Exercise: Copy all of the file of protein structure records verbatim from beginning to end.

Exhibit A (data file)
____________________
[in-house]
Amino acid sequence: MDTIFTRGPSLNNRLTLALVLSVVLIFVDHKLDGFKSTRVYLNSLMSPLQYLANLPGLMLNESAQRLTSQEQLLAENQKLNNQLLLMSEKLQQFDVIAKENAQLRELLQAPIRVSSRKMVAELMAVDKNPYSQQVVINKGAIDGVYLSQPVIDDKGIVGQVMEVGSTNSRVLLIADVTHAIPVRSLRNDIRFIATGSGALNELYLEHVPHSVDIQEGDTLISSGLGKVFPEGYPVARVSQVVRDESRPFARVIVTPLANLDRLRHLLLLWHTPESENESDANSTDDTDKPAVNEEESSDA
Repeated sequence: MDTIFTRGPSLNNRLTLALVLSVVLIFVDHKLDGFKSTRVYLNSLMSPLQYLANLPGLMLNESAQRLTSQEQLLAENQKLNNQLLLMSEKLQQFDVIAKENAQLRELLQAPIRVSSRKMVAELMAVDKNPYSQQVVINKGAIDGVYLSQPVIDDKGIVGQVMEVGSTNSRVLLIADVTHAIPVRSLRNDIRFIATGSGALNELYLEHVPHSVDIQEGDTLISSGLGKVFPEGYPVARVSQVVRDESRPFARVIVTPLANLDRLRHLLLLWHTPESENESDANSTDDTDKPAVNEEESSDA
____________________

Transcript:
[in-house]
Amino acid sequence: MDTIFTRGPSLNNRLTLALVLSVVLIFVDHKLDGFKSTRVYLNSLMSPLQYLANLPGLMLNESAQRLTSQEQLLAENQKLNNQLLLMSEKLQQFDVIAKENAQLRELLQAPIRVSSRKMVAELMAVDKNPYSQQVVINKGAIDGVYLSQPVIDDKGIVGQVMEVGSTNSRVLLIADVTHAIPVRSLRNDIRFIATGSGALNELYLEHVPHSVDIQEGDTLISSGLGKVFPEGYPVARVSQVVRDESRPFARVIVTPLANLDRLRHLLLLWHTPESENESDANSTDDTDKPAVNEEESSDA
Repeated sequence: MDTIFTRGPSLNNRLTLALVLSVVLIFVDHKLDGFKSTRVYLNSLMSPLQYLANLPGLMLNESAQRLTSQEQLLAENQKLNNQLLLMSEKLQQFDVIAKENAQLRELLQAPIRVSSRKMVAELMAVDKNPYSQQVVINKGAIDGVYLSQPVIDDKGIVGQVMEVGSTNSRVLLIADVTHAIPVRSLRNDIRFIATGSGALNELYLEHVPHSVDIQEGDTLISSGLGKVFPEGYPVARVSQVVRDESRPFARVIVTPLANLDRLRHLLLLWHTPESENESDANSTDDTDKPAVNEEESSDA